+1 for the question, but your answer is perhaps wrong; temporal coherence is exploited between one simulation step to the next, at the sort (sweep) phase. Here's an excerpt from Wikipedia's Sweep and Prune:

Sweep and prune exploits temporal coherence as it is likely that solids do not move significantly between two simulation steps. Because of that, at each step, the sorted lists of bounding volume starts and ends can be updated with relatively few computational operations. Sorting algorithms which are fast at sorting almost-sorted lists, such as insertion sort, are particularly good for this purpose.

Say we've *n* objects, at time step 1, *t = 1*, for the sweep phase, we've sorted all the object's `start.x`

and `end.x`

and based on the results, we've performed the narrow phase too to find the actual colliding objects. Now, for *t = 2*, unless your simulation has objects that could teleport (disappear and reappear elsewhere), the objects would move slightly from their *t = 1* position, at *t = 2*. Between *t = 1* and *2*, if the change in `X`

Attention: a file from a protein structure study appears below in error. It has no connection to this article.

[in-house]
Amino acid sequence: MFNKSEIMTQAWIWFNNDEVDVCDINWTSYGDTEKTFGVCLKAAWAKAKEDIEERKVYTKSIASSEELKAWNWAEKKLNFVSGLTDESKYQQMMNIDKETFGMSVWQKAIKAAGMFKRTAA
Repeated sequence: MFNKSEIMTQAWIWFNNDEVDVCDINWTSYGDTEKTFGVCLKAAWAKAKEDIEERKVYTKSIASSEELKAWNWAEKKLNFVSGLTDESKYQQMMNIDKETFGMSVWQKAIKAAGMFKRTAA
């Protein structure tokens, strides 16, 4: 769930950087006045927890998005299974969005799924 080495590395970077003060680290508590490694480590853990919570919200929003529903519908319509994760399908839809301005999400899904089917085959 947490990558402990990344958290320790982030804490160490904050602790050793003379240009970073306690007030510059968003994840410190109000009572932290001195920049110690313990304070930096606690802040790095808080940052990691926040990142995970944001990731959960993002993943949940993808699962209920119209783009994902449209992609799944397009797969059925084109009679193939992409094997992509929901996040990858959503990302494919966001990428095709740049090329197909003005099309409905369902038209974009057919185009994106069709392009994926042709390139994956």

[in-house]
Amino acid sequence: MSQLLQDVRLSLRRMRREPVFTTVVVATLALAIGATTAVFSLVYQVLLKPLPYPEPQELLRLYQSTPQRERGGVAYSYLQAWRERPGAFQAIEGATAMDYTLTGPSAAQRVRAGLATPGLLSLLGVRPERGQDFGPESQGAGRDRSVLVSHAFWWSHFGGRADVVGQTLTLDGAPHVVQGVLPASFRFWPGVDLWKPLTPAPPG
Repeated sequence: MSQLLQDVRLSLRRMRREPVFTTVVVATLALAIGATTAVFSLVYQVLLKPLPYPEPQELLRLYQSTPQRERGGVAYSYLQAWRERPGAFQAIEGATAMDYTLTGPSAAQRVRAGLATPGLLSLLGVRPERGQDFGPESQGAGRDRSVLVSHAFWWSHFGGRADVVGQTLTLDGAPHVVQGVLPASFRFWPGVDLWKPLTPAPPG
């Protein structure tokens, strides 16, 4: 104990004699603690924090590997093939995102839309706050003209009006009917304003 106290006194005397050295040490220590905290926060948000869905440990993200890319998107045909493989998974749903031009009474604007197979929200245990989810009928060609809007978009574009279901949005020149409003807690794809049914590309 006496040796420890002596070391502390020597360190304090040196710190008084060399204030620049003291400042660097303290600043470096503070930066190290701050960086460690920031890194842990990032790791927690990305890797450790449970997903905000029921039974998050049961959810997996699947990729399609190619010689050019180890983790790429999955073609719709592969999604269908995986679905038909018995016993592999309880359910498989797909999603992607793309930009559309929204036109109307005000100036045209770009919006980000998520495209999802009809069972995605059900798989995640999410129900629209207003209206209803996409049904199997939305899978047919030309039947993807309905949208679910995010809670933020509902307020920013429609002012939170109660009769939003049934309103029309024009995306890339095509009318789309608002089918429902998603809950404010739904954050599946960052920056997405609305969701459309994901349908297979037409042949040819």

isn't much (temporal coherence), then the sorted list we created for *t = 1* will generally give a good head start for arriving at the sorted list of *t = 2* since for *t = 2* the older list is so close to perfectly-sorted state. Now, by using some sort like insertion sort, which may be costly for the general case but will work well in this almost-sorted case, one can quickly get to the perfectly sorted list for *t = 2*.